We spent Monday, Tuesday, and Wednesday at Kangetta. We drove the 75 – 90 minutes to the site each morning, and it seemed to take forever because we were so excited to start the clinics. The days were great but long. We helped many people: 350 in Medical, 120 in Dental, and 530 in Vision. The medical team was divided into Ear Nose and Throat, Elderly, and General. There was also a separate pediatrics clinic, dental clinic, and vision clinic. The ride home every evening was filled with laughter and so enjoyable! One night, two of the combi’s even saw wild elephants along the road, stopped and took pictures! How fortunate!
|Adair and David|
Adair shares a story from Kengatta: there was a 13 year old boy that had fallen and badly damaged his knee in December, and had been hobbling on it since then. The x-ray of the knees showed the bones turned out nearly 30 degrees and hurt so much! The boy walked to school every day on it without a stick and never took so much as a tylenol. He will be staying at the mission hospital until his leg can work again, which may require surgery. Ida came over and did physiotherapy on his leg. He looks after his grandmother who is a laborer with elephantiasis, where the legs look as large as elephant trunks. When he and grandma work in the summer, they have money for food, but when he’s in school and due to the grandma’s condition, they eat what they can the rest of the year out of the small local garden. When Adair saw him, he hadn’t eaten in 2 days. Someone dropped their pen and he hobbled over, picked it up, and gave it back. What a sweet boy! His mother died in childbirth and the father left. His tribe tells them to follow their paternal side, so he is kicked out of his family at 8th grade when he leaves school to go and live on his father’s land, a man he has never met. But, if he is sponsored and can stay in school, he will be able to stay at the home he knows. Anne Josiah, who works for Chalice, was explaining how unlikely it will be that he gets sponsored since he’s old. Adair immediately jumped in to sponsor him. She said “yea! For $30 a month, of course!” The grandma was most happy that he would get to eat every day. When the boy and grandmother realized that the sponsorship was coming from Adair, he hobbled over to thank her. She said they acted like they won the lottery! What a special story for a boy who is the top of his class and before today, had no hope to continue in school! When he was going to get an x-ray, he was so patient and nice, and explained that first he had to go tell the principal that he would miss school and needed to get his homework. Adair told the grandmother that she had to sponsor him because he was so nice and the grandmother raised him so well. When asked if the grandma cried, Adair said , “Yea we both cried!” How very special!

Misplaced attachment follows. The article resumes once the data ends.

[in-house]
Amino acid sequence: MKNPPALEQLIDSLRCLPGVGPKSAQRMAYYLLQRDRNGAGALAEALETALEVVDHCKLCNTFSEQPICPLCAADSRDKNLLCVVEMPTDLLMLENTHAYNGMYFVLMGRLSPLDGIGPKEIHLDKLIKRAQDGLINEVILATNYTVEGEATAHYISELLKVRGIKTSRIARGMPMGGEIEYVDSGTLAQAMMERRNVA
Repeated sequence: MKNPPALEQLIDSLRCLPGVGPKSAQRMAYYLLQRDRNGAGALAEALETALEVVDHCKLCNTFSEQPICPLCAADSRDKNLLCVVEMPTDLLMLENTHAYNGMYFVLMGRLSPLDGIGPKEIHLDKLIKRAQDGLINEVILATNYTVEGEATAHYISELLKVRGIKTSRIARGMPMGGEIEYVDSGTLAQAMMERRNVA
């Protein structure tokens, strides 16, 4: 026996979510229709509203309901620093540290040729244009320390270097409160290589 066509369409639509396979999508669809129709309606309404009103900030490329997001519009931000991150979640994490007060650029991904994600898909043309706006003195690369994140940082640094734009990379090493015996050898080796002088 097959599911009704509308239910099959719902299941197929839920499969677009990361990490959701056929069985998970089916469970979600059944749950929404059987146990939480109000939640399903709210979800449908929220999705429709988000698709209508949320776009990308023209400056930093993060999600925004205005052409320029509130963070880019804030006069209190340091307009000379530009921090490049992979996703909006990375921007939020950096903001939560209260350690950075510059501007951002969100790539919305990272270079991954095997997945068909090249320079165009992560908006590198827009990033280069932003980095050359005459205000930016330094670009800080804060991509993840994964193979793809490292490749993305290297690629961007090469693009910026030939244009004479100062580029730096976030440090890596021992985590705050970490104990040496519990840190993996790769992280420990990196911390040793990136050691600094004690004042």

Today, we held medical and dental clinics in Mikinduri at the Dispensary. Here in Kenya, the country is divided into markets, towns, and bigger divisions. Mikinduri has been a market and as such only has a medical dispensary: an L shaped building with 6 rooms, a lab, a pharmacy, and a brand new maternity ward. There is a nurse and a clinical officer at the dispensary (which is a nurse who can prescribe medication). When the Prime Minister came, he declared Mikinduri a town, which requires a district hospital. This could mean a lot for this small area, including bringing doctors and specialists permanently to the hopefully upgraded hospital.
|Jenn and Nancy doing a sealant|
The dental team is set up in a tent and has the advantage of the bright sun and nice breeze, without the heat or sunburn. They served 70 people, starting the day with a large group of school children. Heather and Penny worked sterilizing the equipment with Nancy, who spent Tuesday doing sealants until the power surge broke her machine! She had planned to seal children’s teeth the entire trip but since the machine broke, she is back to assisting in dental. Bill said they had a good day but hope there will be more people the next day. That’s the spirit!
|Rosa in the Lab|
The medical team is situated in the L-shaped building. They had 2 Canadian doctors, one Kenyan doctor, 6 Canadian nurses, 6 Kenyan nurses, an occupational therapist, a Canadian lab tech, a Canadian and Kenyan social worker, a Canadian pharmacist, and a Canadian physiotherapist! They saw 100 patients, including a little 11 month old that was rushed to the hospital with malaria, which can be deadly for infants.
|Karen and Virgil|
The vision team stayed in Kangetta one more day because they had 300 people lined up! The Vision team has been averaging 250 people per day, so they were thrilled for the challenge, and ended up exceeding it! They saw 325 people in between 9 and 4! That is a lot of people who can walk away with glasses now with the ability to see. Cheri said there was one man who was not happy with any pair, and she finally fitted him with a -5.00 in one eye, and -0.25 in the other eye! His face lit up and he looked thrilled to be able to finally see! She also recalls one woman who had -7.00 glasses for distance and -4.00 for reading. Most people use a +2.00 for reading and it’s rare to give anything bigger than -2.00! Cheri said the woman looked at her face once she put the glasses on and had a grin creep across her face until her whole face was one great big smile! Everyone who came back from the vision team had the same expression: exhaustion and exhilaration!
What an exciting day! We have one more day of clinics, then the weekend to relax and experience Kenya and Mikinduri before starting all over!
|Karen and Libby "busy" at the vision clinic|